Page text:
DOWNTOWN — Like thousands of other students, Catherine-Alice Beauboeuf, 23, enters the University of Illinois this week seeking an engineering degree, but the Harold Washington grad and Near West Side resident already has a lofty goal: helping rebuild her native Haiti.
She didn't plan to end up studying in Urbana-Champaign, but her life changed on Jan. 12, 2010, when she was a freshman in college at Faculte des Sciences and a magnitude 7.0 earthquake devastated her native city of Port-au-Prince, Haiti.
"I was leaving my school when it happened, probably five minutes after I left," she said. "I went back to see my school, and it had collapsed. A lot of houses, a lot of buildings, everything, just everything, was on the floor. And I was speaking to one of my professors in Haiti and he was telling me, 'You always liked to major in engineering — now you know what you're gonna do.'"
Beauboeuf said that was when she knew her "calling" was to earn a degree in civil engineering.
"I was like, 'Yes!' because it would be really helpful, and really great, if I could come here [to Chicago] and get my bachelor's, and then I can move back and try to help my people, and try to rebuild — and help improve — the infrastructure."
Shortly after the earthquake, Beauboeuf left Haiti with her mother, who was transferred from her job in the country's Ministry of Foreign Affairs to the Haitian Consulate in Chicago.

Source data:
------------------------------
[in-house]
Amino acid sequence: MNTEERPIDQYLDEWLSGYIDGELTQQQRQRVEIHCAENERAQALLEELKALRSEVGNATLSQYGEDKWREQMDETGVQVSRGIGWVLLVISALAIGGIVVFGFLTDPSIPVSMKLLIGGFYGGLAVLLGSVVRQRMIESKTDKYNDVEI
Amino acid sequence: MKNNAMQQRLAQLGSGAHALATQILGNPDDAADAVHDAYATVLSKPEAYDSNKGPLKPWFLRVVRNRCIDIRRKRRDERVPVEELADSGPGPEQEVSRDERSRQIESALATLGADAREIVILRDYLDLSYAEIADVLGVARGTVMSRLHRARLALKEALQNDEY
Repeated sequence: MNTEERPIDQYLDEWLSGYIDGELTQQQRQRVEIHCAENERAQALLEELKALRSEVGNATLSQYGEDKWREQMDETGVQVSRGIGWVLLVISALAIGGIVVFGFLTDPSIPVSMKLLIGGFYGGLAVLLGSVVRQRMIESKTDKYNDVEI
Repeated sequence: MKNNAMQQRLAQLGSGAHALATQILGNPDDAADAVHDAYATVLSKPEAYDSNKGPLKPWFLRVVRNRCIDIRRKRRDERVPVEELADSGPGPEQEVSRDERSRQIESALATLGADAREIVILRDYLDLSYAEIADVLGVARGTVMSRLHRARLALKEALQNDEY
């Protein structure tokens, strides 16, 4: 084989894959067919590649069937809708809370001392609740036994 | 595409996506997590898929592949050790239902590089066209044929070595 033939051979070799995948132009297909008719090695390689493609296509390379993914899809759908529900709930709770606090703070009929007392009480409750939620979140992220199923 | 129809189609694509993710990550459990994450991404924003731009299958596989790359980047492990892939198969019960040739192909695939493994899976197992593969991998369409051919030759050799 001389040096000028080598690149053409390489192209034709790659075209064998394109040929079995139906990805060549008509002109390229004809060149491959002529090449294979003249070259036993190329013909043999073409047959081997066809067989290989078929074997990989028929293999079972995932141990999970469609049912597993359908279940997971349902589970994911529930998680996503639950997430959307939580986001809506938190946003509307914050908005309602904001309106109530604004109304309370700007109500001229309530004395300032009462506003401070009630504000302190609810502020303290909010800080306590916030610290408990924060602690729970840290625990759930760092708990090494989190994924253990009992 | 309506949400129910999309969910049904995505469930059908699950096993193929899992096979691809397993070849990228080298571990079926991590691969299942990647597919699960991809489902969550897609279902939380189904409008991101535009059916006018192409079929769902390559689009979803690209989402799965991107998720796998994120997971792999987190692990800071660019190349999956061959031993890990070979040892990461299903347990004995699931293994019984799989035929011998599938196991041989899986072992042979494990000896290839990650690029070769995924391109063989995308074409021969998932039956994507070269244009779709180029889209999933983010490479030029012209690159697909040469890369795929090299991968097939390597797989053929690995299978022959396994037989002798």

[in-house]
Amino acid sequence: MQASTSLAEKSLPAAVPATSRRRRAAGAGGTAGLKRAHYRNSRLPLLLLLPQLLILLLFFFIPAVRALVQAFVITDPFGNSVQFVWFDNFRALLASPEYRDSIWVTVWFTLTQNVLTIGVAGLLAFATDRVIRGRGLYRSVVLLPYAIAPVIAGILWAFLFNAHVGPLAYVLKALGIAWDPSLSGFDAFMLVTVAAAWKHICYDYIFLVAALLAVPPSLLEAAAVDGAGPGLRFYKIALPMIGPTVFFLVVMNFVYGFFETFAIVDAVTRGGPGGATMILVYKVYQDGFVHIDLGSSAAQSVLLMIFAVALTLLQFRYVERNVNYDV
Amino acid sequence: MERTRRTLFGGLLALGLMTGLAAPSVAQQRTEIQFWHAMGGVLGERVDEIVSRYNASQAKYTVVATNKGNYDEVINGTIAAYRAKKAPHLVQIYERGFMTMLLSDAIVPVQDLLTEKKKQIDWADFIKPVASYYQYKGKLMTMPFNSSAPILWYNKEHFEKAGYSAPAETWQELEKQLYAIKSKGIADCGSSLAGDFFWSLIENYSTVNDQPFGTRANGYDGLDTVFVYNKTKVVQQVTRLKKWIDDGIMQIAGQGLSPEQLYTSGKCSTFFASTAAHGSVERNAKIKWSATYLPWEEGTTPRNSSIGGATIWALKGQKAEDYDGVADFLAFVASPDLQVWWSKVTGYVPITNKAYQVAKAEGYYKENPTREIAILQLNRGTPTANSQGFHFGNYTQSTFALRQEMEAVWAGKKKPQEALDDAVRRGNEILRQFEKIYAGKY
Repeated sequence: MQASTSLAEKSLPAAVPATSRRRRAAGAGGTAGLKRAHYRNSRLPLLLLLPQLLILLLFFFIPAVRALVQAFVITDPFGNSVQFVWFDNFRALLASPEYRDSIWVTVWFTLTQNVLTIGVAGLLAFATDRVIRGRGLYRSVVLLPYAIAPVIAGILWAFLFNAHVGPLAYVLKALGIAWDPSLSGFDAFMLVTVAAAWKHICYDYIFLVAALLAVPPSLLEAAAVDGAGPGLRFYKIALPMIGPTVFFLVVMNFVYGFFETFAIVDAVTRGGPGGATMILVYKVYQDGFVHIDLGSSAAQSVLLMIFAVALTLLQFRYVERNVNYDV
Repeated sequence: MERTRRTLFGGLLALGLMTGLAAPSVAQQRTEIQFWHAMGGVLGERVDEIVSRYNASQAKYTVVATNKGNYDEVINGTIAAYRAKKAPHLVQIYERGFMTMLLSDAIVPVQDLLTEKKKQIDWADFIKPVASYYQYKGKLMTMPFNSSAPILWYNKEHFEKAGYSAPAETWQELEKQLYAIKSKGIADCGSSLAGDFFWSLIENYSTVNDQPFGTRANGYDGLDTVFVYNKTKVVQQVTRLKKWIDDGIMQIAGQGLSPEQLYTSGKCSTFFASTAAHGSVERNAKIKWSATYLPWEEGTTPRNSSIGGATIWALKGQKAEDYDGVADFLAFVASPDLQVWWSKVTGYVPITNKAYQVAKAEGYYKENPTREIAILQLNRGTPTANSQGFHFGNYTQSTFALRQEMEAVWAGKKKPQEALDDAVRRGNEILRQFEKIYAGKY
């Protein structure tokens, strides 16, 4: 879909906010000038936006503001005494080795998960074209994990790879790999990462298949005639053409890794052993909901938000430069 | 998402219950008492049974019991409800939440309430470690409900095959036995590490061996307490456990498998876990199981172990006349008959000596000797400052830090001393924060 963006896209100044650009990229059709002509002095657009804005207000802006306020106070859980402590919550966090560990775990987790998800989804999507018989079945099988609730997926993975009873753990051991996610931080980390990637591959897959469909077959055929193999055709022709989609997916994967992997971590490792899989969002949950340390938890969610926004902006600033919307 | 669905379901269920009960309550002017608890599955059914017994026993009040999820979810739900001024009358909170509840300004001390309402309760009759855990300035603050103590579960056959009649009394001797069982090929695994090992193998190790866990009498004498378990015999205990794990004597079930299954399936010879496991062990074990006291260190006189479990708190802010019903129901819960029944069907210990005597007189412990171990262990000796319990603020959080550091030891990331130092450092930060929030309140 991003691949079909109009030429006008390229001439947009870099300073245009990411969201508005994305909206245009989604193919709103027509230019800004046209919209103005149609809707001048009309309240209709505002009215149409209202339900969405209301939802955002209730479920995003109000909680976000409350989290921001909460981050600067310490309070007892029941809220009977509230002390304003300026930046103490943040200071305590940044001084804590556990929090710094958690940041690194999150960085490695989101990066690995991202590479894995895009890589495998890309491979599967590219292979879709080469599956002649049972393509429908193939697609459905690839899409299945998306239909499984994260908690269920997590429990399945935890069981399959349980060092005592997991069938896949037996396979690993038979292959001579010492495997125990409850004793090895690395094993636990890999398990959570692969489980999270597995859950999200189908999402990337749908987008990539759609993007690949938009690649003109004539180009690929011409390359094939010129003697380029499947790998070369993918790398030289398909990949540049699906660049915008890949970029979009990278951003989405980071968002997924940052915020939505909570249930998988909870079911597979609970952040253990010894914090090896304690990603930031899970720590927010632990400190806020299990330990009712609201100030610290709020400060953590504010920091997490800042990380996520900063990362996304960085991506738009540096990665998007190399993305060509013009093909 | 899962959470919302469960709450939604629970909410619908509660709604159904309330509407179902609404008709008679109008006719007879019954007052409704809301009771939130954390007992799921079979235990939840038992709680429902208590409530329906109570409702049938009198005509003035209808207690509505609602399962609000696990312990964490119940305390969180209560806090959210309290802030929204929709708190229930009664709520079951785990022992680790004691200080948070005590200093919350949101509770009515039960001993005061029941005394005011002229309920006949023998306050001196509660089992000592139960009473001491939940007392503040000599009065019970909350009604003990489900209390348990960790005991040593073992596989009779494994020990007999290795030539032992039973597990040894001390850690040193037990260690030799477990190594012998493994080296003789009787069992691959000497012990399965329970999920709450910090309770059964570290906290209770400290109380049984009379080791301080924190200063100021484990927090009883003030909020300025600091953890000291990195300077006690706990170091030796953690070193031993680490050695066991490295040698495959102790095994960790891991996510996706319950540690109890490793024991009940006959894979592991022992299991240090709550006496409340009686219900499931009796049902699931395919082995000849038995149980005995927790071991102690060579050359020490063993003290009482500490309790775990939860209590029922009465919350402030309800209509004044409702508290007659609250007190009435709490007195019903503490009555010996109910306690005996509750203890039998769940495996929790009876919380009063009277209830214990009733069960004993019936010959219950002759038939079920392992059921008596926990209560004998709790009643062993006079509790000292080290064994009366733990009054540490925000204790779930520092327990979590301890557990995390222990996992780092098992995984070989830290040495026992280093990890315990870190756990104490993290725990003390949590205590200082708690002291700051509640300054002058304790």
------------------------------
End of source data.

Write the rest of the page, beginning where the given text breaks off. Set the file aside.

She enrolled at Harold Washington College Downtown in its fast-paced engineering science program, and graduated this spring with an associate's degree and advanced physics prerequisites under her belt.
While there, she racked up a host of awards and scholarships from the Jack Kent Cooke Foundation, The Coca-Cola Foundation, Coca-Cola Scholars Foundation, the American Association of Community Colleges and Phi Theta Kappa, the community college honors society of which she's a member.
As a member of student government, Beauboeuf successfully lobbied Harold Washington's president, Donald Laackman, to save a payment plan program for international students that the university was threatening to cut.
In two years she hopes to return to Chicago to intern with engineering firms — in part, because she says she loves the city, but also to help build her resume for her return to Haiti.
"I really want to have the best education possible, so that way [clients] can have a little more trust in Haitians," she said. After many buildings in Haiti collapsed during the earthquake, "a lot of people were now skeptical, like, 'OK, I don't know if you're gonna build it right this time.'"
In addition to studying civil engineering, Beauboeuf also hopes to work with the U. of I.'s earthquake research center, "just so I can understand more what happened in Haiti."
"A lot of people died, and I saw a lot of terrible things," during the 2010 earthquake she said.
"But when I look in the bright side, I had the opportunity to come here, and it was always my dream," she said. "If [the earthquake] hadn't happened, I don't think I'd be the person I am today, in terms of maturity, in terms of wanting to help others.
"I see how people are here, how it's all about the community. I want to go back and I want to bring that with me to Haiti," Beauboeuf said.